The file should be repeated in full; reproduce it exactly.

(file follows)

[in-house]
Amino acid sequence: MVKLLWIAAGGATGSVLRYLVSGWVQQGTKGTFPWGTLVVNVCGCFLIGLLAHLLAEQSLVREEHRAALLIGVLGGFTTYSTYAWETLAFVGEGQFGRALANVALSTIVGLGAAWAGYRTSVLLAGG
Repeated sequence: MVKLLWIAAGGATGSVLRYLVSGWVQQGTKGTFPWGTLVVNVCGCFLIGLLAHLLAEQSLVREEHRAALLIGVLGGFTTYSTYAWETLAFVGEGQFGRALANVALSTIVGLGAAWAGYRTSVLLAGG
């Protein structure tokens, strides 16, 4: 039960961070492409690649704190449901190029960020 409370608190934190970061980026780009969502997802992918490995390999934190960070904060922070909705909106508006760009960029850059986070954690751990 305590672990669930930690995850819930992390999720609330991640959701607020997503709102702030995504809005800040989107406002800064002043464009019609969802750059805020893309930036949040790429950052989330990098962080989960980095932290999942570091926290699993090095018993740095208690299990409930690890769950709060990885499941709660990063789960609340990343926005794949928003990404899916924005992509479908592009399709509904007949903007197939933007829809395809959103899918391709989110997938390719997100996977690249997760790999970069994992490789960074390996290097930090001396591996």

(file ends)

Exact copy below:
[in-house]
Amino acid sequence: MVKLLWIAAGGATGSVLRYLVSGWVQQGTKGTFPWGTLVVNVCGCFLIGLLAHLLAEQSLVREEHRAALLIGVLGGFTTYSTYAWETLAFVGEGQFGRALANVALSTIVGLGAAWAGYRTSVLLAGG
Repeated sequence: MVKLLWIAAGGATGSVLRYLVSGWVQQGTKGTFPWGTLVVNVCGCFLIGLLAHLLAEQSLVREEHRAALLIGVLGGFTTYSTYAWETLAFVGEGQFGRALANVALSTIVGLGAAWAGYRTSVLLAGG
């Protein structure tokens, strides 16, 4: 039960961070492409690649704190449901190029960020 409370608190934190970061980026780009969502997802992918490995390999934190960070904060922070909705909106508006760009960029850059986070954690751990 305590672990669930930690995850819930992390999720609330991640959701607020997503709102702030995504809005800040989107406002800064002043464009019609969802750059805020893309930036949040790429950052989330990098962080989960980095932290999942570091926290699993090095018993740095208690299990409930690890769950709060990885499941709660990063789960609340990343926005794949928003990404899916924005992509479908592009399709509904007949903007197939933007829809395809959103899918391709989110997938390719997100996977690249997760790999970069994992490789960074390996290097930090001396591996």